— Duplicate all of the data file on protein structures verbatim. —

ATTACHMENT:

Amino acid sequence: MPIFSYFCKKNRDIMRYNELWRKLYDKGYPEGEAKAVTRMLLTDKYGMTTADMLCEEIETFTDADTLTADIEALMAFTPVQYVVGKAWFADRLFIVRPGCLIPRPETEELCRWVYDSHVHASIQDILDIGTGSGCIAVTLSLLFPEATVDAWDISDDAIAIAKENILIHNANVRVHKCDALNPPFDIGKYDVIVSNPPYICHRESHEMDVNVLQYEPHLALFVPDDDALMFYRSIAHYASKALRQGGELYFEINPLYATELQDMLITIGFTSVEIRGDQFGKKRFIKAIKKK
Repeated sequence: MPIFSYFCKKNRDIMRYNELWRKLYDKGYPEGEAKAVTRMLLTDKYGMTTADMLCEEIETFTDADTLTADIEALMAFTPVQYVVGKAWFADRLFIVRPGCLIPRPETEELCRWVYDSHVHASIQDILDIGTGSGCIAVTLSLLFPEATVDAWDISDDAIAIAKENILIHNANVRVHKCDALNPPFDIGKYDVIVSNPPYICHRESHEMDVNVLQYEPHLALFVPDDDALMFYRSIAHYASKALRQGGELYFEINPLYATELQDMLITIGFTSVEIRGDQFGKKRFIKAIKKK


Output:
Amino acid sequence: MPIFSYFCKKNRDIMRYNELWRKLYDKGYPEGEAKAVTRMLLTDKYGMTTADMLCEEIETFTDADTLTADIEALMAFTPVQYVVGKAWFADRLFIVRPGCLIPRPETEELCRWVYDSHVHASIQDILDIGTGSGCIAVTLSLLFPEATVDAWDISDDAIAIAKENILIHNANVRVHKCDALNPPFDIGKYDVIVSNPPYICHRESHEMDVNVLQYEPHLALFVPDDDALMFYRSIAHYASKALRQGGELYFEINPLYATELQDMLITIGFTSVEIRGDQFGKKRFIKAIKKK
Repeated sequence: MPIFSYFCKKNRDIMRYNELWRKLYDKGYPEGEAKAVTRMLLTDKYGMTTADMLCEEIETFTDADTLTADIEALMAFTPVQYVVGKAWFADRLFIVRPGCLIPRPETEELCRWVYDSHVHASIQDILDIGTGSGCIAVTLSLLFPEATVDAWDISDDAIAIAKENILIHNANVRVHKCDALNPPFDIGKYDVIVSNPPYICHRESHEMDVNVLQYEPHLALFVPDDDALMFYRSIAHYASKALRQGGELYFEINPLYATELQDMLITIGFTSVEIRGDQFGKKRFIKAIKKK